This darkest day of the church year is fraught with harsh paradoxes: the crowds that hailed Christ as king mere days ago now cry for his crucifixion; the only perfect Man is condemned as a criminal; the sins of the all the world’s time and space are expiated at the point of a cross in the hours of a death; the eternal God perishes; and this Friday of deepest tragedy is yet called “good.” But T.S. Eliot contemplates another paradox in his poetic meditation on Good Friday from The Four Quartets: the mystery of our healing at the hands of a wounded Savior.
Eliot (1888-1965), recognized during his own lifetime as the foremost poet of his day and of the modernist movement he helped to form, had traveled a steady, unassuming path to the Christian faith he embraced around the middle of his life and his poetic career. Born to an old New England family of Unitarian stock and educated in academic philosophy at Harvard and Oxford, Eliot affirmed the moralism, work ethic, and erudition that his family and education had imparted; but he also began to yearn for the solidity and significance of a more ancient tradition. His first great poetic work, The Waste Land (1922), expresses this yearning in sweeping yet poignant imagery, capturing the early-twentieth-century sense of splintered faith and culture in its famous line, “These fragments have I shored against my ruin.” Yet by 1927, Eliot’s yearning had led him to the Church of England, where he planted himself in the Anglo-Catholic faith in which he remained deeply rooted for the rest of his life.
The Four Quartets, completed in 1942, is at once Eliot’s last great poem, his religious refraction of The Waste Land, and one of the most profound Christian poems of the twentieth century and the literary canon. Intricate in theme and form, it probes the relation of time and redemption, the self and history, the soul and the Savior, in a quartet of four long poems each having five sections. As the title suggests, its structure resembles music in its use of motifs, recurrence, and theme-and-variation.
The fourth section of East Coker (the second poem in the quartet) presents, in perhaps the most concise and straightforward declaration of the whole work, a picture of Christ Who is at the center of all of it. In other parts of the work, Christ will be pictured more abstractedly and symbolically as “the still point of the turning world”; but here, His portrait is heart-rendingly human. For, drawing on medieval and biblical imagery of Christ as both the great Physician and the suffering Savior, Eliot paints Him here as “the wounded surgeon.”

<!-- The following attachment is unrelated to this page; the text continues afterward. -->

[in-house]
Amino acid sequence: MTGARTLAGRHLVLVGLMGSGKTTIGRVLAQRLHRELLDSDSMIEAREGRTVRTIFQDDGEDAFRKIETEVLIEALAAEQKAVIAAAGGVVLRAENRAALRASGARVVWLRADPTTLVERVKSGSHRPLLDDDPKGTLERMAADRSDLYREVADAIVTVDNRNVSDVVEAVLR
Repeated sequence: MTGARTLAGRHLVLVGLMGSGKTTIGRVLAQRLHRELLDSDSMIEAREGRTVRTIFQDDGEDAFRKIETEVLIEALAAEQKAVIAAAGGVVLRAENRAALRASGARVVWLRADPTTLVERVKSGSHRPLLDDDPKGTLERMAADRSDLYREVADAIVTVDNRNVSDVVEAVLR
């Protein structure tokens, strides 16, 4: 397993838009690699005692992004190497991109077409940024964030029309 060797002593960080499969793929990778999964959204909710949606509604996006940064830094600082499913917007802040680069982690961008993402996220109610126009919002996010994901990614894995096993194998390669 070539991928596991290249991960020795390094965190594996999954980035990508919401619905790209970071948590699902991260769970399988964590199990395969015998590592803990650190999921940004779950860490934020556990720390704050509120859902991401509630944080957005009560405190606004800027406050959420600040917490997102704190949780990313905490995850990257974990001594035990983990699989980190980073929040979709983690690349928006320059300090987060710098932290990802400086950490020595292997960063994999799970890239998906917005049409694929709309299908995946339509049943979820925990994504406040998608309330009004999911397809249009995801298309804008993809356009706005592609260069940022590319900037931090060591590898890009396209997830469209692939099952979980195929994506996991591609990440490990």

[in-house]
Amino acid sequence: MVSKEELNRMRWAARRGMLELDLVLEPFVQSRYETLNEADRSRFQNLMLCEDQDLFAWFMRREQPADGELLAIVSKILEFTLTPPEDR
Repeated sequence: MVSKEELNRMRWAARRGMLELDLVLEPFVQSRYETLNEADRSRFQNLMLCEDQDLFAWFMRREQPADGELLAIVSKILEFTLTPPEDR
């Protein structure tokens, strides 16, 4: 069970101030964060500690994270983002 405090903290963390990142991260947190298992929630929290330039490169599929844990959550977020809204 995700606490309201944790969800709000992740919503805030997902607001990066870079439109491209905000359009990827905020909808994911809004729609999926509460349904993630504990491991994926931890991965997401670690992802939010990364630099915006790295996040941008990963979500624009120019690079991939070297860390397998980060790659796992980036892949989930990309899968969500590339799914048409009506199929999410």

In throbbing rhythm and sharp rhymes—reinforcing the physical trauma and surgical procedures the poem describes—these five stanzas clothe Good Friday’s paradoxical revelations of the nature of salvation, sanctification, and sacrament in the garb of the hospital. Christ our Lord is “the wounded surgeon” with “the bleeding hands,” healing us who are sick in the knowing and mercy bought of His own sacrifice. The Church that ministers His salvation is staffed by “dying nurses,” able to attend the suffering because they share in their condition. “The whole earth is our hospital,” a place in which all instruments and all activity are intended to work our healing—and yet that healing comes through them form of worsening sickness, unpleasing care, eventual death, and the nourishment of the “dripping blood” and “bloody flesh” that alone can sustain our bodies and spirits alike.
The full, final healing is merely hinted at here; a joy beyond death is not proclaimed; for this poem single-mindedly honors “the sharp compassion” by which “we call this Friday good.”
East Coker IV
The wounded surgeon plies the steel
That questions the distempered part;
Beneath the bleeding hands we feel
The sharp compassion of the healer’s art
Resolving the enigma of the fever chart.
Our only health is the disease
If we obey the dying nurse
Whose constant care is not to please
But to remind of our, and Adam’s curse,
And that, to be restored, our sickness must grow worse.
The whole earth is our hospital
Endowed by the ruined millionaire,
Wherein, if we do well, we shall
Die of the absolute paternal care
That will not leave us, but prevents us everywhere.
The chill ascends from feet to knees,
The fever sings in mental wires.
If to be warmed, then I must freeze
And quake in frigid purgatorial fires
Of which the flame is roses, and the smoke is briars.
The dripping blood our only drink,
The bloody flesh our only food:
In spite of which we like to think
That we are sound, substantial flesh and blood—
Again, in spite of that, we call this Friday good.